The Innovation Imperative… growing innovation culture and capacity If you want an organization to survive, you must innovate. But innovation is more than survival, it’s the heart beat of an organization. What you make, what you do, and how you do it — is the lifeblood of who you are. Staying in business means reinventing as markets shift. In this inspirational speech Gregg Fraley answers the Why Innovation question, and informs as to what innovation means to you and your group. It advocates that innovation is an exciting part of everyone’s job, not “extra work.” The stories of great innovation moments, overcoming seemingly impossible obstacles, and inventive breakthroughs will leave audiences empowered to innovate. The content is about how theRead More..
Innovation is Fresh Combinations
Fresh combinations of technologies, processes, materials, people, trends, concepts, and other factors are what creates innovation.
From the Reese’s Peanut Butter Cup (chocolate plus peanut butter) to the iPod (MP3 player combined with a buying system, iTunes) nearly any innovation combines existing things or concepts. It’s interesting that large organizations with lots of intellectual property don’t systematically examine what they can combine to innovate.
Maybe it’s because concept blends across very different domains are not intuitive. Deliberate concept blends, combinations, are not a defined part of existing innovation frameworks. It’s a big missing, and, an opportunity to improve.
How much innovation is being left on the table by ignoring cross-domain concept blends?
It’s incalculable, but certainly it’s worth billions. Innovation leaders and CEO’s leave breakthrough on the table because their innovation processes leave out deliberate combinations. Do this experiment: Make a list of the new digital technologies (AI, Social Media, Internet of Things, Robotics). Then, make a list next to it of your existing products and IP portfolio. Ask yourself, what could be combined, from your existing portfolio, with those new digital capabilities? Walk down the list and spend ten minutes thinking. I can almost guarantee you’ll have ideas.
Local economic development leaders could do this same exercise, listing local assets on one side, and new technology (or trends) on the other. Deliberate combinations, aka concept blends, can be done by individuals, companies, non-profits, or governments.
This simple combination experiment only scratches the surface, you usually need more scaffolding and structure to go beyond obvious ideas. My solution for more extensive and deliberate combination making is MoshPit Innovation.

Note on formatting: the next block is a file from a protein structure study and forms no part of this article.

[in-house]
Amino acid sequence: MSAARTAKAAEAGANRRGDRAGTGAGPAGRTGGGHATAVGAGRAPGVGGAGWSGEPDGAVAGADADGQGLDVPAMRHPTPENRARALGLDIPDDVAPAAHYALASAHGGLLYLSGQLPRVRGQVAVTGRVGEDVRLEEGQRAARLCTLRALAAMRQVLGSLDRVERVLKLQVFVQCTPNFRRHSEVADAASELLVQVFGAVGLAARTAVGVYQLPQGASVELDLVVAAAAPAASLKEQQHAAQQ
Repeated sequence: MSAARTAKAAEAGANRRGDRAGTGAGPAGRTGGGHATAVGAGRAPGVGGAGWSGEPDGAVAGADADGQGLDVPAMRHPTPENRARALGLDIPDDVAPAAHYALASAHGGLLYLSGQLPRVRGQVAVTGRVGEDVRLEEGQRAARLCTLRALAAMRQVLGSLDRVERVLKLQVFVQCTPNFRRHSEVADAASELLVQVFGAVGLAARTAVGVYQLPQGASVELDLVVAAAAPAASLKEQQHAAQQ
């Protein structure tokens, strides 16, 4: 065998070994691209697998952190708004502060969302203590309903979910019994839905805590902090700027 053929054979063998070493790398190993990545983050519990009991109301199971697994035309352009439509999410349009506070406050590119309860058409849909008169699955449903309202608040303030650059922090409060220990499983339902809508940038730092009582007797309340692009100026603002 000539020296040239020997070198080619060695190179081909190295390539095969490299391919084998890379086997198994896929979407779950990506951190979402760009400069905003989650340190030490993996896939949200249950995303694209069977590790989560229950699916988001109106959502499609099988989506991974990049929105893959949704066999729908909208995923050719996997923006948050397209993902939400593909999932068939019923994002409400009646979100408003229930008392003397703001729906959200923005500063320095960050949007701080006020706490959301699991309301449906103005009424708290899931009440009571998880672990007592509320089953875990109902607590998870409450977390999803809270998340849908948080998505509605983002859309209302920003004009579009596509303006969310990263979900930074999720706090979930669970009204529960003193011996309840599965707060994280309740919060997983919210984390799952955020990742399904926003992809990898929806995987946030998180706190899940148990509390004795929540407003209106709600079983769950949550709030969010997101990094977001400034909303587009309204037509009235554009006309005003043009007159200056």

Are you an Innovation Director? Why not do a workshop dedicated to new combinations on a yearly or bi-yearly basis? Innovation Directors and CEO’s — why not? The potential is enormous; the risk and expense to try is low. The results will feed your existing innovation process.
Why are idea generation tools for deliberate combinations needed?
The human mind finds it challenging to cope with a blank slate. Combinations of similar things are easy, the more different the concepts to combine are, the less likely your mind will see the connection.
The mind is not organized to create from nothing. It’s organized to create with the elements of creation in mind, and preferably, visibly and kinetically available. Steve Jobs said innovation is about connecting the dots, and I suggest that dots are easier to connect, if there is an awareness of what dots are available to connect. The dots most people leave out are from domains outside your industry and expertise. That’s what needs to be brought into the picture for breakthrough innovation.
There is a great deal of focus today on the process of innovation. Design Thinking, Agile, Lean, and older frameworks like CPS (aka Osborn-Parnes) are all attempts to find the system, the process steps, that will assist in repeating innovation. Innovation frameworks are important, but something powerful is being systematically left out of the ideation step.
Every innovation process has an ideation step. If you do extensive research, and careful observation of consumers to gain insights, at some point you have to apply it. It’s assumed that the team of idea people will just do combinations organically. But it’s the rare case when a facilitator deliberately works combinations, and brings in “outside domain” data or stimuli. Why not spin the dial of possible combinations more deliberately? You will see things, and ideas will pop up, that you would otherwise have missed.
Even more rare is the facilitator or innovation process leader who deliberately puts the matrix of known and lesser known elements in front of ideators in a systematic way. This is why I created MoshPit Innovation. MoshPit templates and exercises work within the ideation step of any innovation process.
MoshPit combination templates are augmented with objects, products, trends, improv games, and other ways to work the combination clay. It’s deep idea exploration. It’s fun. It works.
Whatever innovation process you use, make combinations more deliberate. If you want to learn more about MoshPit Innovation techniques, by all means get in touch.